One church I served was an old, historic church but the church building was deteriorating with age.  An engineering study had discovered needed repairs that would cost nearly four million dollars to complete.  And so the Leadership Team decided that they needed to move the church out of downtown and they found a piece of property just on the edge of town upon which to build a new church..   And a Charge Conference was called to approve the purchase of the property and begin the relocation. However, there were some who were adamantly opposed to relocating the historic church in spite of the condition of the building and on the night of the charge conference,  they packed the sanctuary with long time members of the church, many who no longer attended the church or even lived in the community, but they came and voted against the proposal and it was narrowly defeated. And then they left, they left behind a deeply divided church family.  Several talked openly about leaving the church. So the next Sunday I decided we needed to celebrate this sacrament and in my meditation I talked about how down through the century the Lord’s supper had often been a meal of forgiveness and reconciliation and grace because it’s awfully hard to remain angry with one another when you are kneeling next to them at the Lord’s Table, celebrating this sacrament of reconciliation and peace.   Well the Holy Spirit got ahold of some people that day. And individuals who had been hateful with one another just a few nights before found themselves kneeling side by side receiving the body and blood of Christ together. And we prayed the great Thanksgiving with special emphasis on theses words: Pour out your Holy Spirit on all of us gathered here, and on these gifts of bread and wine.  Make them be for us the body and blood of Christ, that we may be for the world the body of Christ, redeemed and reconciled by His blood.  By your Spirit make us one with Christ, one with each other, and one in ministry to all the world, until Christ comes in final victory, and we feast together at His heavenly banquet.   And I broke the bread and as I started to pass it to the person next to me who turned out to be one of the ones who had been particularly hateful at the Charge Conference I spoke theses words of Jesus: if you are offering yourself at the altar and there remember that your brother has something against you,  go and be reconciled to your enemy, then come and offer yourself. and as the bread was passed each person would hold the loaf while the person next to them broke off a piece.  And then when everyone had received a piece of the body, I lifted up the cup and took my piece of bread and dipped it in the cup and I said this is the cup of forgiveness and reconciliation.  The blood of covenant between us and God and one another. And as the cup was passed we held it for our neighbor as they dipped the bread in the cup. And you could almost see the anger melt away, and tears were shed, and as people got up to return to their pews, they hugged one another.  And we left the Table reconciled with one another and perhaps even more importantly as agents of reconciliation. At that last supper Jesus passed the ministry of reconciliation to the Disciples. And when we celebrate this sacrament, we are called to a ministry of reconciliation and peacemaking through the body and blood of Christ.     In the last few weeks it has been obvious that there are some people who are angry with the church, with the Servant Leadership Team, with me, with themselves and others in the family, even with God because of the recent changes made to worship times and Sunday School times. Some have even left the church because of it and perhaps there are others contemplating leaving. But I believe that this Sacrament is still a sacrament of reconciliation and that the Spirit is ready to do a miraculous work within us as we come to this table today.   Come to this table and let’s be reconciled with the world, and with Christ, and with one another. And if there are those who need reconciliation in their lives today but who are not present here today, then as you leave the table take one of these travel cups with you and then go and see them and offer them this meal of reconciliation and peace.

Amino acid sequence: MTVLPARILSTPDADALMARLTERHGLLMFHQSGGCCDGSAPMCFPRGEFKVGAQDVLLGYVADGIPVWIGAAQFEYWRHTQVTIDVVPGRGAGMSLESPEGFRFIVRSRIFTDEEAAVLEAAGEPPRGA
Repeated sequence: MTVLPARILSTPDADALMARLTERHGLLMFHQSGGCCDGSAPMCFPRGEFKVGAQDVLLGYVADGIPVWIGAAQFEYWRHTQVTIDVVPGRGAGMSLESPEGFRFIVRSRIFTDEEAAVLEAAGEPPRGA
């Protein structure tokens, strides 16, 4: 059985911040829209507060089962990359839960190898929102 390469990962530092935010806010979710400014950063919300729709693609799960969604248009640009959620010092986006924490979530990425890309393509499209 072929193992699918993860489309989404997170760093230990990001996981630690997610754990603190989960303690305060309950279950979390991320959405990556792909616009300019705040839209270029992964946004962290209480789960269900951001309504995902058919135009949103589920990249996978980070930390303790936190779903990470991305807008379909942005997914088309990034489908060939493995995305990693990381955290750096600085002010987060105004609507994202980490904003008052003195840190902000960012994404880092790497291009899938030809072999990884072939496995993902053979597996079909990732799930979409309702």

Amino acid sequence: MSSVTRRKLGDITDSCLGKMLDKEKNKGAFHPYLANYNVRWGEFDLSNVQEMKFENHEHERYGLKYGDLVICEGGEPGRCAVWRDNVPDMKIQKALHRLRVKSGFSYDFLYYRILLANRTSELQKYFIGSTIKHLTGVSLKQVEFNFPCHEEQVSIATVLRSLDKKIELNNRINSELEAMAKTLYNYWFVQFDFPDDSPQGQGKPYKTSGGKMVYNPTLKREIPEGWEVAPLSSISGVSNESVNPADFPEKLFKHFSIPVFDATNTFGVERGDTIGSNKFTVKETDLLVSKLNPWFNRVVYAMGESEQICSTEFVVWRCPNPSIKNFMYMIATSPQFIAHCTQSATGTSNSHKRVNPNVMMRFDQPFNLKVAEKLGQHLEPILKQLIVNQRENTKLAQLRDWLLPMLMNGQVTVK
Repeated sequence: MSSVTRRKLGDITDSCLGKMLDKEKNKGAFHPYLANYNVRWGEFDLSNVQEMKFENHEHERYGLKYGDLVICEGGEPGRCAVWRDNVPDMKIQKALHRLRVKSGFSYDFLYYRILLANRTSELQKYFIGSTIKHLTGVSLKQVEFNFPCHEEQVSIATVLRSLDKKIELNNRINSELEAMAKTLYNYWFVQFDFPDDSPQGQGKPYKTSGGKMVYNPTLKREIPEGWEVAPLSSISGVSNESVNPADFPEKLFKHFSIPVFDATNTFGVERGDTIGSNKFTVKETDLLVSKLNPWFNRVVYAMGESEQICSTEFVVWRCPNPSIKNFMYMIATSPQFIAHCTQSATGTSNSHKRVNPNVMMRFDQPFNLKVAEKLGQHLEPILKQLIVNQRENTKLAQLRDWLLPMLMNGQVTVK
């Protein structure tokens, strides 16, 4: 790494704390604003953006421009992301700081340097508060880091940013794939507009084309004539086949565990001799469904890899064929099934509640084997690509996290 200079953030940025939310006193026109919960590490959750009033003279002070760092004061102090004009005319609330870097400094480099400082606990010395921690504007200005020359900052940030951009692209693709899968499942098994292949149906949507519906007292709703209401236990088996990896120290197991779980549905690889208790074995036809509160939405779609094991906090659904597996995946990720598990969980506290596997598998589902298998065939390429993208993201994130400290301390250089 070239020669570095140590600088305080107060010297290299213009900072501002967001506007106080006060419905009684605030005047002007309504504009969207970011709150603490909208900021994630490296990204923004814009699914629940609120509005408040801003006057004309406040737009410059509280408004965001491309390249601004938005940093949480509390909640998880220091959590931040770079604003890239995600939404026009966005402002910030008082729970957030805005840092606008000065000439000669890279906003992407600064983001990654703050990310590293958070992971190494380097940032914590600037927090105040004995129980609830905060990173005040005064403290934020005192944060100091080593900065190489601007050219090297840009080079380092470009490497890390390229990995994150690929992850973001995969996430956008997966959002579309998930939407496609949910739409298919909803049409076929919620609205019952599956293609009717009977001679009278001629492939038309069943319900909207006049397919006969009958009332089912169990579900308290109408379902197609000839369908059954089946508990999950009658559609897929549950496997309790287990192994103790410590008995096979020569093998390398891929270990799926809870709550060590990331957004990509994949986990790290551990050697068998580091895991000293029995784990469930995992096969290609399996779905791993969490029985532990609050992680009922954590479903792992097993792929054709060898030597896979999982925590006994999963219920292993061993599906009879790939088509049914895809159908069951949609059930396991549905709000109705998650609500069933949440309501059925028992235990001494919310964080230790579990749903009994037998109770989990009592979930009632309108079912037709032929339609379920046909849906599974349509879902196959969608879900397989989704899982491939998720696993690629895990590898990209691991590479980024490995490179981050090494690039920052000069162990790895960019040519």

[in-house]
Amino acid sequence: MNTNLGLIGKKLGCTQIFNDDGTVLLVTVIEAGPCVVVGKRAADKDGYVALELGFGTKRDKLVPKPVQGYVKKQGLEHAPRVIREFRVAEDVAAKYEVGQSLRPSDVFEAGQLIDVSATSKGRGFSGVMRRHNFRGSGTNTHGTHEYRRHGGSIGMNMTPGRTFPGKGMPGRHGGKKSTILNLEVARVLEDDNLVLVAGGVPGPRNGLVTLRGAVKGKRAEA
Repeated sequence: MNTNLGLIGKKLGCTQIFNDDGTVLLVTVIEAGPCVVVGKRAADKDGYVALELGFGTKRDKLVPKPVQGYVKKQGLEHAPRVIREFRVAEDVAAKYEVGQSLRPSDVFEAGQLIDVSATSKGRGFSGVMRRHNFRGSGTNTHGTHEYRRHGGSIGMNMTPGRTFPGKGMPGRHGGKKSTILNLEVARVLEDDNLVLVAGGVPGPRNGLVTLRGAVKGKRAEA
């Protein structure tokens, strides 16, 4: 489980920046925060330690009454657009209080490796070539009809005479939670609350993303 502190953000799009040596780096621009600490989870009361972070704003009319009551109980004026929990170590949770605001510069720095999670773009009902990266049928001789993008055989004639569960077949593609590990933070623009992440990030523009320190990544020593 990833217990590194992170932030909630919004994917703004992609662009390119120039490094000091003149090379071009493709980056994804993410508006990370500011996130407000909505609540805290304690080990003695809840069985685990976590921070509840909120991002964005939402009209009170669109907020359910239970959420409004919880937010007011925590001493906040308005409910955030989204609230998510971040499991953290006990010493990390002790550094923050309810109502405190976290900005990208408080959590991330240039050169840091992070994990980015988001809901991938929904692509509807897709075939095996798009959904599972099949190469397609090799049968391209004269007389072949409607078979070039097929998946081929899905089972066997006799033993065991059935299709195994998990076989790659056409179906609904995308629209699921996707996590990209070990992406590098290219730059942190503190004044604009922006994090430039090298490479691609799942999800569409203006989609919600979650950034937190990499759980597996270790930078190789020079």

And then finally this is a sacrament of hope as we recall God’s mighty acts on our behalf.    The Last Supper was the Passover meal for the Disciples, celebrating the covenant that God made with the people when the Angel of death passed over the Jewish children, paving the way for the Jews to exodus from Egypt.   It is one of the holiest of all the ancient feasts of Israel. And in the course of the meal the father holds up the bread and breaks it and as prescribed by the ages old ritual, one of the children begins with this question: Father, why is this night special above all other nights?   And the Father responds

Because we were Pharoah’s slaves in Egypt, and the Lord our God brought us forth from there with a mighty and an outstretched arm.  And then the elder tells the story of Passover and Exodus, how the Jews smeared the blood of the lamb on their door post so that the angel of death would passover,  It is the story that has been told at the Passover meal from generation to generation for thousands of years.

And when he is done telling the story he offers the cup of wine and says this:

In every generation let each one look upon themselves as if they came from Egypt.   “As it is said: Tell thy sons and daughters in that day, saying: it is because of that which the Lord did for me when I came forth from Egypt.”  The Passover meal has long been the center of the faith of the Jews. And when Jesus offers the bread and cup He is establishing the Passover feast for all people, not just the Jews, but for you and for me.  Because for the Christian, the center of our faith story is the Last Supper, as we recall the blood of Jesus that marks each one of us, Jew or Gentile, sinner or saint, for life and not death. It is the assurance that All of us can be saved by the blood of The Lamb. That’s why in the Methodist Church we place no restrictions on who can come to this meal, everyone is invited to the Lord’s table  to celebrate family, and remembrance, and God’s mighty miracles in reconciling all people to Himself and to the world and to one another.   And you and I are invited to come to this table today.